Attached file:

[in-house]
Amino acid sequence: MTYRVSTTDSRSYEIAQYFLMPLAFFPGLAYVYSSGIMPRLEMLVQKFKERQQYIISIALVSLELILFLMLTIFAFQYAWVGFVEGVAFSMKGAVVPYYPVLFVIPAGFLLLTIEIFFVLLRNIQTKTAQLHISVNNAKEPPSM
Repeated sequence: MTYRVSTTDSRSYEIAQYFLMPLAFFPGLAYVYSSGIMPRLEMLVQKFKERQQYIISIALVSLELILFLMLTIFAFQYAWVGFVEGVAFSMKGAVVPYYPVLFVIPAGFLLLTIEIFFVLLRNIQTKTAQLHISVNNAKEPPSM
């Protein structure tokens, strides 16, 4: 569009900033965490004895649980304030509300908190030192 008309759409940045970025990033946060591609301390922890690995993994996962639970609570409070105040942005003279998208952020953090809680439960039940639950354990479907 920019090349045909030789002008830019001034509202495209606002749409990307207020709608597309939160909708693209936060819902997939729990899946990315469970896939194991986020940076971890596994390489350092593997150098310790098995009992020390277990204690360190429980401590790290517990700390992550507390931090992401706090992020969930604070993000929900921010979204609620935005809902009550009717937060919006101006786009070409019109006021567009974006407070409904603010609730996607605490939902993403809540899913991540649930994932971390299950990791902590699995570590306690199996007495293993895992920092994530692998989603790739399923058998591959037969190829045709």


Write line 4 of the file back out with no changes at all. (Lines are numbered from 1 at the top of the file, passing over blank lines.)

């Protein structure tokens, strides 16, 4: 569009900033965490004895649980304030509300908190030192 008309759409940045970025990033946060591609301390922890690995993994996962639970609570409070105040942005003279998208952020953090809680439960039940639950354990479907 920019090349045909030789002008830019001034509202495209606002749409990307207020709608597309939160909708693209936060819902997939729990899946990315469970896939194991986020940076971890596994390489350092593997150098310790098995009992020390277990204690360190429980401590790290517990700390992550507390931090992401706090992020969930604070993000929900921010979204609620935005809902009550009717937060919006101006786009070409019109006021567009974006407070409904603010609730996607605490939902993403809540899913991540649930994932971390299950990791902590699995570590306690199996007495293993895992920092994530692998989603790739399923058998591959037969190829045709």